KENYON: Oh, absolutely. You talk to business men on both sides of that border, and they - in fact, I would go so far as to say that many of them still expect that's what's going to happen. Aleppo was shielded for a very long time, and even today, life there is very normal.
You see some protests at the university, but the regime has deliberately tried to protect Aleppo, which is a bit of an economic engine for Syria, which it does not have very many of these days. And there was a heavy security presence there. Every Thursday, before the routine Friday, after-Friday prayer protest, that security presence would be beefed-up dramatically, and frankly a lot of people were making money and were not rising up.
And whether that happens now, that may be an indication of whether, as these people think things will come back or whether it's on a downhill slide that's irreversible.
CONAN: Justin, thanks very much.
JUSTIN: Thank you.
CONAN: Let's go next to Susan(ph), and Susan's with us from San Francisco.
SUSAN: Thank you for taking my call. I've been to Syria, and it's such a gorgeous place, including the beautiful city of Aleppo. And I'm very concerned about the isolation of the people. And I think that the Arab League sanctions didn't go far enough, and they need to impose commercial air flights because I think that sanctions can be imposed in a way that to not hurt the people who are rebelling, the poorer people, the people Hama and Homs and the outskirts of Damascus.
And something really needs to be done to put pressure on the upper classes, the Damascus Souk and Aleppo and the university professors and the upper classes, the Assad regime supporters. And I think it's not going to hurt the poorer people because they are isolated anyway by economics, but it will put pressure on dual-nationals, expatriates.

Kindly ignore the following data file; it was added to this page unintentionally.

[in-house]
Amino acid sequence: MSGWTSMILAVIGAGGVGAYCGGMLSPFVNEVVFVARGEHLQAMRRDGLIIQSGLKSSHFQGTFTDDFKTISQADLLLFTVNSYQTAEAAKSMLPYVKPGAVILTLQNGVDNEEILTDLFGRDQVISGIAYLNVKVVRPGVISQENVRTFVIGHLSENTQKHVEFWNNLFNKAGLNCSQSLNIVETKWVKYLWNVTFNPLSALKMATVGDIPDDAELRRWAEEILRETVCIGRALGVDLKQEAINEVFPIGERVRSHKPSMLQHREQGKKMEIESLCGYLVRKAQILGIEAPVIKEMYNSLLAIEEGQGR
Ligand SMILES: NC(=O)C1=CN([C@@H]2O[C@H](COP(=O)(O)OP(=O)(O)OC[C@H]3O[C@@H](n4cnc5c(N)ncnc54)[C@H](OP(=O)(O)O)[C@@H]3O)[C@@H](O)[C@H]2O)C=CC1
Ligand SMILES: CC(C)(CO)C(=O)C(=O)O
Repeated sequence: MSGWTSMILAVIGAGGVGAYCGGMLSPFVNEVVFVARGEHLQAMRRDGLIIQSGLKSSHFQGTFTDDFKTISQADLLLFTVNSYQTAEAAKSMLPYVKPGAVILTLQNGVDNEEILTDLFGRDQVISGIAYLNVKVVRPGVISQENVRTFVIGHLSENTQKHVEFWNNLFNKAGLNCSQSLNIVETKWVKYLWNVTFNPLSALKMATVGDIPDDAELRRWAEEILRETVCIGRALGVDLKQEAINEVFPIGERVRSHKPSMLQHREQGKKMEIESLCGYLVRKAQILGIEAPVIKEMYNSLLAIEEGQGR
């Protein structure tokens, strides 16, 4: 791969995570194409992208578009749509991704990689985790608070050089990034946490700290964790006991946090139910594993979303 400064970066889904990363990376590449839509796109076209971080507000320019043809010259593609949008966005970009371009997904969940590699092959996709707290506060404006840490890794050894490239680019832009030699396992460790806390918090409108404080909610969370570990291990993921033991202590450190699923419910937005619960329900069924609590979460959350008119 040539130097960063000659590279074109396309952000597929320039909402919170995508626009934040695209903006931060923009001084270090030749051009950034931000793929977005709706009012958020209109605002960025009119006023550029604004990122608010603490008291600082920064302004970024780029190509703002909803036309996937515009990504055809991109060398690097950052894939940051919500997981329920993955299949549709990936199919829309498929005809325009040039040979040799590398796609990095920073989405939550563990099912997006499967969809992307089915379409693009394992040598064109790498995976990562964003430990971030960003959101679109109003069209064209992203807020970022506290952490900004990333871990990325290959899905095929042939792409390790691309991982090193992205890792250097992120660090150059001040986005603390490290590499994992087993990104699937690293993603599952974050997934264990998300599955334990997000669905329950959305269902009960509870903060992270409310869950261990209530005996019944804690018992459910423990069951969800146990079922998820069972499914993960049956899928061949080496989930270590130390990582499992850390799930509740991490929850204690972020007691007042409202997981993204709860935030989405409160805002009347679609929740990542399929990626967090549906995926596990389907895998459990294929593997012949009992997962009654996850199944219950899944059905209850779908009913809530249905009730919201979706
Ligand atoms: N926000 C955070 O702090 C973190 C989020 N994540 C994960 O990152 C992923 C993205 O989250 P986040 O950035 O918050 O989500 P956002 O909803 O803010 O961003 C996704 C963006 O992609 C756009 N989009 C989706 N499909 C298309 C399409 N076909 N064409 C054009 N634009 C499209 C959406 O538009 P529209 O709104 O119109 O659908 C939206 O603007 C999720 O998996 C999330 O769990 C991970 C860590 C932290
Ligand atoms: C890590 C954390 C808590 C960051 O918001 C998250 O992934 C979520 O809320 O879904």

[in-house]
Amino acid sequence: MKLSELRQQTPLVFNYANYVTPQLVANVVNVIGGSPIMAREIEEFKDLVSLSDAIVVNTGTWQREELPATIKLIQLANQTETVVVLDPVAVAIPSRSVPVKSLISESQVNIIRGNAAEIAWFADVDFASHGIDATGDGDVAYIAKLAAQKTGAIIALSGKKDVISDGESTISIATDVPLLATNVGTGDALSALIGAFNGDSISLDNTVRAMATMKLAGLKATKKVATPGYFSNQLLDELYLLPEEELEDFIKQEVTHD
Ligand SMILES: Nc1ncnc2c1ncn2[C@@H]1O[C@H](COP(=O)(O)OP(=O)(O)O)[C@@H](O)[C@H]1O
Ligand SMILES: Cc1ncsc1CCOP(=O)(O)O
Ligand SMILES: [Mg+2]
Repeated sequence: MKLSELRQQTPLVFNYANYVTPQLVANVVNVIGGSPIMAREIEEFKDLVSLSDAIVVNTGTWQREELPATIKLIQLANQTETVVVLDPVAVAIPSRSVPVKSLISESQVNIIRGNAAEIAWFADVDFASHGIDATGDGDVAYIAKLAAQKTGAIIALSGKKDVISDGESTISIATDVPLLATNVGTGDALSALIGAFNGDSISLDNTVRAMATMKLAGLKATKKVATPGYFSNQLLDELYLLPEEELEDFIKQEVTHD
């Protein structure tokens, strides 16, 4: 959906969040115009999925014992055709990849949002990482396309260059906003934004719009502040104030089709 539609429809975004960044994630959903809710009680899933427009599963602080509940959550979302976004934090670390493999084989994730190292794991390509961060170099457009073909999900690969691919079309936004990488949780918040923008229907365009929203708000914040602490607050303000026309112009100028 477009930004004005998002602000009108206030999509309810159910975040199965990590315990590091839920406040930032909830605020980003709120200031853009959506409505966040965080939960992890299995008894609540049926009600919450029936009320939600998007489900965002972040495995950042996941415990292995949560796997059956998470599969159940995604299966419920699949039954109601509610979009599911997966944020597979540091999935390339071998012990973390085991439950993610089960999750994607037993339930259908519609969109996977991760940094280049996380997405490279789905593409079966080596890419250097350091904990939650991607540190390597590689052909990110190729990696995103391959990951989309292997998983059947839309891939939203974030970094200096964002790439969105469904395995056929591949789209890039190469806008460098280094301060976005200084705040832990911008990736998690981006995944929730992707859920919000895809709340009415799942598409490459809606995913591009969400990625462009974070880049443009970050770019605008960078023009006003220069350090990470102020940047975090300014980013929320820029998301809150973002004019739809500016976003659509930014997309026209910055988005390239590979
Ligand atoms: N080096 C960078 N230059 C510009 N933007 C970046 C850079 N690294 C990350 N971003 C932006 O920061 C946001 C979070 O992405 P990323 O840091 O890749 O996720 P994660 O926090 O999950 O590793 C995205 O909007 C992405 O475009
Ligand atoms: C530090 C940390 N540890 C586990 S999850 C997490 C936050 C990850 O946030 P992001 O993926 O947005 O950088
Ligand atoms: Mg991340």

If they can't fly out, if they know that they're isolated, that will keep them off the fence, and maybe they can really, you know, get off the sidelines because there really is a reality distortion zone between the elite classes, the business classes, and the rest of Syria. So thank you for taking my comment.
CONAN: Oh, thank you very much for the call, Susan. And Fred Wehrey, as she suggests, there are a few more turns to the sanctions ratchet, if you will.
WEHREY: That's certainly an option. I mean, it was actually applied in Libya after the Lockerbie incident. I mean, the objective there is, as you said, to really ratchet up the pain on the wealthy supporters of the regime. You know, but there again, just curtailing their travel, their connections to the world, their lifestyle, is that really enough to influence the men with guns? And that's what we just, you know, don't know.
I think another important point about the Arab League sanctions that needs to be made is the symbolic effect of ostracizing Syria as a country from the Arab community, from the Arab world and the signal that that sends to some of Assad's supporters who see Syria as the beating heart of the Arab world.
I mean, I think this is going to send them a powerful message about whether they should continue to support this president.
CONAN: Let's see if we can get another caller in on the conversation. Let's go to Rashid(ph), Rashid with us from Monte in Indiana.
RASHID: Yeah, hi, thanks for taking this call. As a Libyan, you know, I know how much the no-fly zone did, and what the thing is about Libya is that you could divide it in two. And the problem is with Syria, geographically, it's not helping the Free Syrian Army, the defectors. And there's, I don't know, reports there may be over 20,000 that have defected from the army, but they can't conglomerate in a place.
So a thing the U.S. could do is maybe encourage Turkey, maybe, to provide a buffer or a safe zone for those rebel soldiers to come and work together and find a way out of this because they're all over the place, and they can't really (unintelligible).